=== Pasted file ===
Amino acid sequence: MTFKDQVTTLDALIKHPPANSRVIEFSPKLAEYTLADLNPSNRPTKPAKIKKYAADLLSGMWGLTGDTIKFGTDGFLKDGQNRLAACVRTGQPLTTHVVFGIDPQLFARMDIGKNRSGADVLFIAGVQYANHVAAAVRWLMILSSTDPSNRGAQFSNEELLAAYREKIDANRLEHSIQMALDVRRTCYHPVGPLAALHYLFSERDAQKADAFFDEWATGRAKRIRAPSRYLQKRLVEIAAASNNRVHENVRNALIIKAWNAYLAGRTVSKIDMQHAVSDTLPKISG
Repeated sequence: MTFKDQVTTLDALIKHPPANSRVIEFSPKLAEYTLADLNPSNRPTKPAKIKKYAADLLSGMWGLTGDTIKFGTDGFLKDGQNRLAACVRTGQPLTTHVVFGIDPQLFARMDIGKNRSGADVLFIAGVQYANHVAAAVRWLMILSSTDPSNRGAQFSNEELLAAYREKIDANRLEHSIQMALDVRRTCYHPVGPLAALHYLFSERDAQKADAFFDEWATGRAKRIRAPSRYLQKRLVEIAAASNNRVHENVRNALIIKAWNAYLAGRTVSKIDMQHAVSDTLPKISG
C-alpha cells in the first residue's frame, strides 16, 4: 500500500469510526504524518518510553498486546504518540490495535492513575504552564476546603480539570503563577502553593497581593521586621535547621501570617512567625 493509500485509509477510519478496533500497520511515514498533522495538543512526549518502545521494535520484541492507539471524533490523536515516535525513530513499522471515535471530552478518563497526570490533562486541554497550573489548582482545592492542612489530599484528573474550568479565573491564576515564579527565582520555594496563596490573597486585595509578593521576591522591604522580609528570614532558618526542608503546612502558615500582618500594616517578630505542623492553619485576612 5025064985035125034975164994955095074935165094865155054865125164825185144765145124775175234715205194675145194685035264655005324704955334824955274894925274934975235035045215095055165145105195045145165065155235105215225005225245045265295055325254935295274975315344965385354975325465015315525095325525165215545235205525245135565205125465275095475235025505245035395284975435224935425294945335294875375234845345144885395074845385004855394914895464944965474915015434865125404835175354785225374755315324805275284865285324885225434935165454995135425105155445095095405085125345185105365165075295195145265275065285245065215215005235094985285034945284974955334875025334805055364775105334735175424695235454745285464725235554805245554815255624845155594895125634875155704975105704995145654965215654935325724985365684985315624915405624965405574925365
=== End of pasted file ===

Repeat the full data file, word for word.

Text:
Amino acid sequence: MTFKDQVTTLDALIKHPPANSRVIEFSPKLAEYTLADLNPSNRPTKPAKIKKYAADLLSGMWGLTGDTIKFGTDGFLKDGQNRLAACVRTGQPLTTHVVFGIDPQLFARMDIGKNRSGADVLFIAGVQYANHVAAAVRWLMILSSTDPSNRGAQFSNEELLAAYREKIDANRLEHSIQMALDVRRTCYHPVGPLAALHYLFSERDAQKADAFFDEWATGRAKRIRAPSRYLQKRLVEIAAASNNRVHENVRNALIIKAWNAYLAGRTVSKIDMQHAVSDTLPKISG
Repeated sequence: MTFKDQVTTLDALIKHPPANSRVIEFSPKLAEYTLADLNPSNRPTKPAKIKKYAADLLSGMWGLTGDTIKFGTDGFLKDGQNRLAACVRTGQPLTTHVVFGIDPQLFARMDIGKNRSGADVLFIAGVQYANHVAAAVRWLMILSSTDPSNRGAQFSNEELLAAYREKIDANRLEHSIQMALDVRRTCYHPVGPLAALHYLFSERDAQKADAFFDEWATGRAKRIRAPSRYLQKRLVEIAAASNNRVHENVRNALIIKAWNAYLAGRTVSKIDMQHAVSDTLPKISG
C-alpha cells in the first residue's frame, strides 16, 4: 500500500469510526504524518518510553498486546504518540490495535492513575504552564476546603480539570503563577502553593497581593521586621535547621501570617512567625 493509500485509509477510519478496533500497520511515514498533522495538543512526549518502545521494535520484541492507539471524533490523536515516535525513530513499522471515535471530552478518563497526570490533562486541554497550573489548582482545592492542612489530599484528573474550568479565573491564576515564579527565582520555594496563596490573597486585595509578593521576591522591604522580609528570614532558618526542608503546612502558615500582618500594616517578630505542623492553619485576612 5025064985035125034975164994955095074935165094865155054865125164825185144765145124775175234715205194675145194685035264655005324704955334824955274894925274934975235035045215095055165145105195045145165065155235105215225005225245045265295055325254935295274975315344965385354975325465015315525095325525165215545235205525245135565205125465275095475235025505245035395284975435224935425294945335294875375234845345144885395074845385004855394914895464944965474915015434865125404835175354785225374755315324805275284865285324885225434935165454995135425105155445095095405085125345185105365165075295195145265275065285245065215215005235094985285034945284974955334875025334805055364775105334735175424695235454745285464725235554805245554815255624845155594895125634875155704975105704995145654965215654935325724985365684985315624915405624965405574925365